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|The Water Diviner|
dir Russell Crowe
scr Andrew Knight, Andrew Anastasios
prd Troy Lum, Andrew Mason, Keith Rodger
with Russell Crowe, Olga Kurylenko, Jai Courtney, Yilmaz Erdogan, Cem Yilmaz, Dylan Georgiades, Ryan Corr, Isabel Lucas, Jacqueline McKenzie, Steve Bastoni, Christopher Sommers, Michael Dorman
release Aus 26.Dec.14, UK 3.Apr.15, US 24.Apr.15
Into the war zone: Erdogan, Yilmaz and Crowe
|R E V I E W B Y R I C H C L I N E|
Based on the hint of a true story, the events depicted in this film are rather astonishing, not just because they're both intriguing and emotionally involving but also because everything is so clearly fictionalised. Strong performances help paper over the rather clunky plot, and there are scenes that carry a real punch. But everything feels undercooked.
Connor (Crowe) is a farmer in rural Australia with a gift for finding underground wells, although his wife (McKenzie) is struggling to cope after their three sons were killed four years earlier in the 1915 battle of Gallipoli. After she dies, Connor travels to Turkey to find his sons' bodies and put them to rest. But the British command doesn't want him there. With the help of local officer Hasan (Erdogan), Connor makes his way to the battlefield and locates the bodies of two of his sons, learning that the eldest (Corr) may have survived.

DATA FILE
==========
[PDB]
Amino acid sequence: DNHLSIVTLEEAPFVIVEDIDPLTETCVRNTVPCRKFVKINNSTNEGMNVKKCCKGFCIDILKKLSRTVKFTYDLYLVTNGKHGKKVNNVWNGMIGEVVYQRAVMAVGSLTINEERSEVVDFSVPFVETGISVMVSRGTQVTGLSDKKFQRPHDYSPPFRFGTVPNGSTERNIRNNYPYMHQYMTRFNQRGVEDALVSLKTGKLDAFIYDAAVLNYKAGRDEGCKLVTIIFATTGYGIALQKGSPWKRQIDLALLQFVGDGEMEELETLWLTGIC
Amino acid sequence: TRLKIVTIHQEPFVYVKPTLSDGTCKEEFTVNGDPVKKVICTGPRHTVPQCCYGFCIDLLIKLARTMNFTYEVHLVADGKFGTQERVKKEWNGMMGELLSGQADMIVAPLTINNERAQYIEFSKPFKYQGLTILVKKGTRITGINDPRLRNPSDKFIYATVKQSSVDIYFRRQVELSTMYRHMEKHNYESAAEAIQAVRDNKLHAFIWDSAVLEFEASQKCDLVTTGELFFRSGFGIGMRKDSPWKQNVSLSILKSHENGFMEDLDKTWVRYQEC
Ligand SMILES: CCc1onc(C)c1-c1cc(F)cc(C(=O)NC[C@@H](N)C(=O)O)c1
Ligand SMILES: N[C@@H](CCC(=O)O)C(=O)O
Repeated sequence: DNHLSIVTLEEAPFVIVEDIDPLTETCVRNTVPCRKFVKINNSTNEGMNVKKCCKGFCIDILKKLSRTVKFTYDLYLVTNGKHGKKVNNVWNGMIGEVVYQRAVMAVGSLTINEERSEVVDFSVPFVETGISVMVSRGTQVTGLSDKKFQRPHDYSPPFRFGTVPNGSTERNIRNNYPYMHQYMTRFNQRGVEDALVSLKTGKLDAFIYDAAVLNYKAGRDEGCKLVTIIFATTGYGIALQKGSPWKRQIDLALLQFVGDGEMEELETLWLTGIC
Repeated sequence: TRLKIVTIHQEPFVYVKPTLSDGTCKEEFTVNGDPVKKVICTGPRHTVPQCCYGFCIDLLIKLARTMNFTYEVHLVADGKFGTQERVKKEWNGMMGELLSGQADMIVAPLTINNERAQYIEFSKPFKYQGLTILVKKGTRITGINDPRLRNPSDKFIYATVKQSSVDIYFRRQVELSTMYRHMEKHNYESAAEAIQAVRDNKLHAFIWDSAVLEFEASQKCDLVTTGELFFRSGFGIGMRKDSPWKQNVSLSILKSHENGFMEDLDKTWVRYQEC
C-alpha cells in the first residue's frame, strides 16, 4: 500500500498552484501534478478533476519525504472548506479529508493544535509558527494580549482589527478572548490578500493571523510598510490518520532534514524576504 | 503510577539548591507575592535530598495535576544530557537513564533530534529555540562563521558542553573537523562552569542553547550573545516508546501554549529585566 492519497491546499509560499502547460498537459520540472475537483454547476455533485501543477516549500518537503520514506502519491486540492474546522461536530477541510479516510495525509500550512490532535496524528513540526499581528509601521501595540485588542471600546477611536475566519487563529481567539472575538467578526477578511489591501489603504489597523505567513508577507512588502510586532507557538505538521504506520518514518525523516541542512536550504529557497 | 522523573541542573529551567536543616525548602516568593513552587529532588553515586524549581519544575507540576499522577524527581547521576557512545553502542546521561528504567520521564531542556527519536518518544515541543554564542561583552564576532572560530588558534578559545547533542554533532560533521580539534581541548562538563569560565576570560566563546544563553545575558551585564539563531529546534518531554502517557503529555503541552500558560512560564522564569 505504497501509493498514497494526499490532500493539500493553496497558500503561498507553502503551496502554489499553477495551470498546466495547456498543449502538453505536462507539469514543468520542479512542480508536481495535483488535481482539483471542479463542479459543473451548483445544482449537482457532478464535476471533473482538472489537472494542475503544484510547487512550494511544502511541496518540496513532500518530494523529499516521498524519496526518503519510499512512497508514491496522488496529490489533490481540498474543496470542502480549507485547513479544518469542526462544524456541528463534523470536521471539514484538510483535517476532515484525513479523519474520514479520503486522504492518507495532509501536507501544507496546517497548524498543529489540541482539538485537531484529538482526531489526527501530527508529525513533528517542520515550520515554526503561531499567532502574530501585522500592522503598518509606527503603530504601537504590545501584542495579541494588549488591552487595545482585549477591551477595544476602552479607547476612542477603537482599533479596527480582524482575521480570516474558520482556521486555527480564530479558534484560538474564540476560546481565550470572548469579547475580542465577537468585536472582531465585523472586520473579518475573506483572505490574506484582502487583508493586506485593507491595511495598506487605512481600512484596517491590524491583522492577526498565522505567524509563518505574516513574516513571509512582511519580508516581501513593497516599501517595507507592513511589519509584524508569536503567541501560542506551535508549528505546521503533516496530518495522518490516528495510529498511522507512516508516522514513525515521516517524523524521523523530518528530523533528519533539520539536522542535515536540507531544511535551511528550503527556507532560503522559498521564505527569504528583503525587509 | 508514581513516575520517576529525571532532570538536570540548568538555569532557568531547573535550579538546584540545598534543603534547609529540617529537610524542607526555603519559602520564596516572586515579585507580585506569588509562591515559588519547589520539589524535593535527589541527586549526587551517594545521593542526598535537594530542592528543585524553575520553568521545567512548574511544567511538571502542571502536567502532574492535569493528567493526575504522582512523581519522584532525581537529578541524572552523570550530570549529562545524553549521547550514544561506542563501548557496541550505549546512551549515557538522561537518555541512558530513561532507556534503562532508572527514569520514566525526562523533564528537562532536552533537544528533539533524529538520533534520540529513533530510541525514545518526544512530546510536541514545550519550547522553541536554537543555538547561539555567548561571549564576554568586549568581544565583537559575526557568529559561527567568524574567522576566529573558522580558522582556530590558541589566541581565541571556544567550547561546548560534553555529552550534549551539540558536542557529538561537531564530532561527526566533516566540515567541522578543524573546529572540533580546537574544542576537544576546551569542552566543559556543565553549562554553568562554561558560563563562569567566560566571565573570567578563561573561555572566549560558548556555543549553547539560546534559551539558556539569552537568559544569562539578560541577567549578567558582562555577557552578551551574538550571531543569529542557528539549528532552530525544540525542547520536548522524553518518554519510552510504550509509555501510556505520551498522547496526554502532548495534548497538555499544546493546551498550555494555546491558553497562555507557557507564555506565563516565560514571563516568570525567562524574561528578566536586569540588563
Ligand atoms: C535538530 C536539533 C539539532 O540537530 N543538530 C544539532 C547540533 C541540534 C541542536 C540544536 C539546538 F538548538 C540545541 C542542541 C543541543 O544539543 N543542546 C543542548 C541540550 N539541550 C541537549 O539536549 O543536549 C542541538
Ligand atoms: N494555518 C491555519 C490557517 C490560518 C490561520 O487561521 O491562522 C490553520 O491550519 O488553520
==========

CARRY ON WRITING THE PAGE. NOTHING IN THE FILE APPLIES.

Alongside this central plot is a gently romantic sideroad in which Connor flirts with the sexy Ayshe (Kurylenko). She manages his Constantinople hotel with her cheeky 10-year-old son (Georgiades) and pushy brother-in-law (Bastoni), who wants to have his missing brother declared dead so he can take Ayshe as his third wife. This soapy storyline feels like little more than a distraction from the more important business at hand, which includes lots of political and historical commentary.
In other words, the script is a bizarre hodgepodge of random characters and plot-threads that never quite connect. Crowe is solid as Connor, even if his oddly supernatural ability to know what's lying under the topsoil feels contrived. And even if his spark with the gorgeously charismatic Kurylenko (who wouldn't fall for her?) is a bit yucky. As Turkish soldiers, Erdogan and Yilmaz ground the film beautifully.
As a director, Crowe is great at establishing the settings, from the dusty Outback to the bustling streets of 1920 Constantinople to the rough and unpredictable civil war raging in the countryside, plus gut-wrenching flashbacks to fierce fighting in Gallipoli. Best of all is the sense of honouring Australian troops who gave their lives 100 years ago, and the tenacity of one man who had nothing else to do but tie up the loose ends of his family. This is more than enough enough to hold the interest even when the film drifts off-course.
|R E A D E R R E V I E W S|
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© 2015 by Rich Cline, Shadows on the Wall|
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